Stream terraces of the Salt River form the interpretive backbone of Plio-Pleistocene landscape evolution of central Arizona, because they represent the base level of all tributary streams. This paper presents a new addition to T.L. Péwé' s Salt River Terrace sequence (in decreasing topographic position and age: Sawik, Mesa, Blue Point, and Lehi) that has been unrefined for the last 30 years. The existence of an older, higher terrace was predicted by research suggesting that the lower Salt River originated by lake overflow from an ancestral Pliocene lake in the Tonto Basin. Field reconnaissance, aerial photo interpretation, and sedimentological analysis revealed this terrace on the north side of the Salt River, named here the Stewart Mountain Terrace (SMT). Where exposed, the fluvial sediments of SMT overlay Tertiary basin fill unconformably. SMT sediments are characterized by ∼50 m thick fluvial gravels found more than 70 m above remnants of the Sawik Terrace. Although the gravels are distinctly Salt River in origin, Stewart Mountain gravels differ from the lower and younger Salt River Terraces. The clast sizes are much larger on average and host a significantly different lithology. Because of these differences the SMT has profound implications for the understanding of regional drainage reorganization after basin and range extension. The existence of this terrace and its distinct gravels are consistent with, but do not prove, a lake overflow mechanism for the initiation of through flowing drainage in the Salt River Valley.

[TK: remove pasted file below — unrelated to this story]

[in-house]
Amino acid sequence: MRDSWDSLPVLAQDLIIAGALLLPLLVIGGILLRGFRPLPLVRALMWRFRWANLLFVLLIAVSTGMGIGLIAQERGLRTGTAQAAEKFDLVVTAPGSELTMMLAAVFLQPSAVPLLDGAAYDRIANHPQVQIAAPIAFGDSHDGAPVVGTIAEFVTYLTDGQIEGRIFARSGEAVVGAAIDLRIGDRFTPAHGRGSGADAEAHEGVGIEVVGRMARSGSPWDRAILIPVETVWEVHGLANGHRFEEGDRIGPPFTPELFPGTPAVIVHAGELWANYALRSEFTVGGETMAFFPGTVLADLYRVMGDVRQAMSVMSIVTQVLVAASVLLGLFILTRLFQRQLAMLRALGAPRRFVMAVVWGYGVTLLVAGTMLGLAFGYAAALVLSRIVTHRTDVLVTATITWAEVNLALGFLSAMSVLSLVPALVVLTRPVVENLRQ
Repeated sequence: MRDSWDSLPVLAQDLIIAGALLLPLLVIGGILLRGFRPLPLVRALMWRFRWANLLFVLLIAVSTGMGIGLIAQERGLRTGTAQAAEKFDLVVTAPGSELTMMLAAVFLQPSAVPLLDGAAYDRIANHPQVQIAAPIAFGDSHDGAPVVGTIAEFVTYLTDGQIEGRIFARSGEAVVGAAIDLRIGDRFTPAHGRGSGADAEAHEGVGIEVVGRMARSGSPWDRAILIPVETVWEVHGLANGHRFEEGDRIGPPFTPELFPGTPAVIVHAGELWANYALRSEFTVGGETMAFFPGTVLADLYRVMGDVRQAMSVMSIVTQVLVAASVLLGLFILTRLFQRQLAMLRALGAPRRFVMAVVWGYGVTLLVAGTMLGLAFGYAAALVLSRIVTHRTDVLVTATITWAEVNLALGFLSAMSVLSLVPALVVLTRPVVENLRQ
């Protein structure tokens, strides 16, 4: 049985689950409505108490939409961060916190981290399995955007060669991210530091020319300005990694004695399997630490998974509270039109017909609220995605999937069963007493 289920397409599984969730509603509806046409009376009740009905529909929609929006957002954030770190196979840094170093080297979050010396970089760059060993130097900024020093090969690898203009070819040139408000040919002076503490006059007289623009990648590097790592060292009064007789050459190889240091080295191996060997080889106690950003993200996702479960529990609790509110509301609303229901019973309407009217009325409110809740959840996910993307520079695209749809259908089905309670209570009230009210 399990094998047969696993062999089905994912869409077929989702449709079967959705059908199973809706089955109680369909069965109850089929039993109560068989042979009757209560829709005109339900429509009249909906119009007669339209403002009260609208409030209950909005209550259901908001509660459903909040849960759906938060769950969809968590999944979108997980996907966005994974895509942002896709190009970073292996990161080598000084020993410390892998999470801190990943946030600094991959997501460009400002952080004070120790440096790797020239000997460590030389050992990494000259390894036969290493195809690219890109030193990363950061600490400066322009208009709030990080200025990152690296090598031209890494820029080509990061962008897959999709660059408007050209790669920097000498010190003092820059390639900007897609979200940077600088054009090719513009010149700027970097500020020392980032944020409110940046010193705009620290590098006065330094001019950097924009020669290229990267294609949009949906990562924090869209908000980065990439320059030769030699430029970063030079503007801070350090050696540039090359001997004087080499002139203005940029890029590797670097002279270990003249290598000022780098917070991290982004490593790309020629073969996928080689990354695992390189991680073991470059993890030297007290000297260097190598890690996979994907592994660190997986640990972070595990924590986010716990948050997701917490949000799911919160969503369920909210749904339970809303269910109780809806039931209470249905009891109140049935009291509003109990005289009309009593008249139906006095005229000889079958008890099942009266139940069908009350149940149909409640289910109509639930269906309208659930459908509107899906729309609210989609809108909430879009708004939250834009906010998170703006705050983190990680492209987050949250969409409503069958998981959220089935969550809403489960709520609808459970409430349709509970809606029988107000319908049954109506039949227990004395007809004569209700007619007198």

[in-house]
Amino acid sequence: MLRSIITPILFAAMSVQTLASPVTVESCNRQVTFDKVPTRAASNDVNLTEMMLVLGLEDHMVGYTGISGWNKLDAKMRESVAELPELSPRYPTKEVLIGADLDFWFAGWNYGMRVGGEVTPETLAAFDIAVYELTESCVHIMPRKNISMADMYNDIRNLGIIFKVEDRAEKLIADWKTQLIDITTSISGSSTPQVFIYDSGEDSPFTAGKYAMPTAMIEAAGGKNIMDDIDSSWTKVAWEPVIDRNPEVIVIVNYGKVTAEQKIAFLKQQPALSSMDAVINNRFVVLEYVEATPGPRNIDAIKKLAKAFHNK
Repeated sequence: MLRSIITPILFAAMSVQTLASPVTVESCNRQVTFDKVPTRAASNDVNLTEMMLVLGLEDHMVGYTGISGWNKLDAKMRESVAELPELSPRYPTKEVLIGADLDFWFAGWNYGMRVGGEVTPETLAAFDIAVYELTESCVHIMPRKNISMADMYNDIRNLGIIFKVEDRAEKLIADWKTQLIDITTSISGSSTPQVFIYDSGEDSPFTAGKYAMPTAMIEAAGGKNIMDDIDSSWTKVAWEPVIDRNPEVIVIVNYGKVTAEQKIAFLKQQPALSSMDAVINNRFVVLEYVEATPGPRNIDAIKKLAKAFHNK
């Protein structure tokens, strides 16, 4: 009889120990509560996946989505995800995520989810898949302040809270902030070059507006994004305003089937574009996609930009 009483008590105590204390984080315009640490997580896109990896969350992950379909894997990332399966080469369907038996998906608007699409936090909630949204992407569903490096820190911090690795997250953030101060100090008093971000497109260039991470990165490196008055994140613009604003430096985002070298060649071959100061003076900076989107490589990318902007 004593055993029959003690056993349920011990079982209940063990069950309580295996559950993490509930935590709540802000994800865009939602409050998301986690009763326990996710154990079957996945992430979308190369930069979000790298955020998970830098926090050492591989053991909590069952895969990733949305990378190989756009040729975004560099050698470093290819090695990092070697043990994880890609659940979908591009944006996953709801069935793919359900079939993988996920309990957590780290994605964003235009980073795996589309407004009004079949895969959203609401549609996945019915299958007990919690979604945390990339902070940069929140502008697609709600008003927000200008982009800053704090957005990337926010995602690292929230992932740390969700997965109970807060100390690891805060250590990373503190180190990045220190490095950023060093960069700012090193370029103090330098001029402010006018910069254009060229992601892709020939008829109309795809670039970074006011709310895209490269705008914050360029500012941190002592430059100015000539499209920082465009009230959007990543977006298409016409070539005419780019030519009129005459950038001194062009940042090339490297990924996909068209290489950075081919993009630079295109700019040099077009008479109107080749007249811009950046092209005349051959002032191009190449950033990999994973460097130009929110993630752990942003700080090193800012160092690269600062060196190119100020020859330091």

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Vol. 42 • No. 1